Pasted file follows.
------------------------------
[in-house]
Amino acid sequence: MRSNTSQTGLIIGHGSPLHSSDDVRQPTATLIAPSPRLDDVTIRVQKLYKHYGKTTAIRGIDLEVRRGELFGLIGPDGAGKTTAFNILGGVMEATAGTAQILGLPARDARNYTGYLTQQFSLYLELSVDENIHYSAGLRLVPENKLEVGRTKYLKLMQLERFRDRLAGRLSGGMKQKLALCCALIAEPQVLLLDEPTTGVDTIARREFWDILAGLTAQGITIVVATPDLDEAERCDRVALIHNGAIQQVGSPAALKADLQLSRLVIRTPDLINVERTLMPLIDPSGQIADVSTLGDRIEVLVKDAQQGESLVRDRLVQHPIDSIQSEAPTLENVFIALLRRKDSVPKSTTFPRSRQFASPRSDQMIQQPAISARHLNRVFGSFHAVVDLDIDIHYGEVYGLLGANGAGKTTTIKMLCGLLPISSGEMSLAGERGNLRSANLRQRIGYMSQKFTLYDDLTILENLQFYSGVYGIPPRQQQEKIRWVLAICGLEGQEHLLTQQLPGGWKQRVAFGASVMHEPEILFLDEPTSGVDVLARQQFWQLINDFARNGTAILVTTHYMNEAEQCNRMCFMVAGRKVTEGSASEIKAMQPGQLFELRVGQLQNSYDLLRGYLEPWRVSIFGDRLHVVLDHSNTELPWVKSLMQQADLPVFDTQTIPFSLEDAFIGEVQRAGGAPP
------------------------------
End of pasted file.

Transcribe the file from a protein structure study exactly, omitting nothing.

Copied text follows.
[in-house]
Amino acid sequence: MRSNTSQTGLIIGHGSPLHSSDDVRQPTATLIAPSPRLDDVTIRVQKLYKHYGKTTAIRGIDLEVRRGELFGLIGPDGAGKTTAFNILGGVMEATAGTAQILGLPARDARNYTGYLTQQFSLYLELSVDENIHYSAGLRLVPENKLEVGRTKYLKLMQLERFRDRLAGRLSGGMKQKLALCCALIAEPQVLLLDEPTTGVDTIARREFWDILAGLTAQGITIVVATPDLDEAERCDRVALIHNGAIQQVGSPAALKADLQLSRLVIRTPDLINVERTLMPLIDPSGQIADVSTLGDRIEVLVKDAQQGESLVRDRLVQHPIDSIQSEAPTLENVFIALLRRKDSVPKSTTFPRSRQFASPRSDQMIQQPAISARHLNRVFGSFHAVVDLDIDIHYGEVYGLLGANGAGKTTTIKMLCGLLPISSGEMSLAGERGNLRSANLRQRIGYMSQKFTLYDDLTILENLQFYSGVYGIPPRQQQEKIRWVLAICGLEGQEHLLTQQLPGGWKQRVAFGASVMHEPEILFLDEPTSGVDVLARQQFWQLINDFARNGTAILVTTHYMNEAEQCNRMCFMVAGRKVTEGSASEIKAMQPGQLFELRVGQLQNSYDLLRGYLEPWRVSIFGDRLHVVLDHSNTELPWVKSLMQQADLPVFDTQTIPFSLEDAFIGEVQRAGGAPP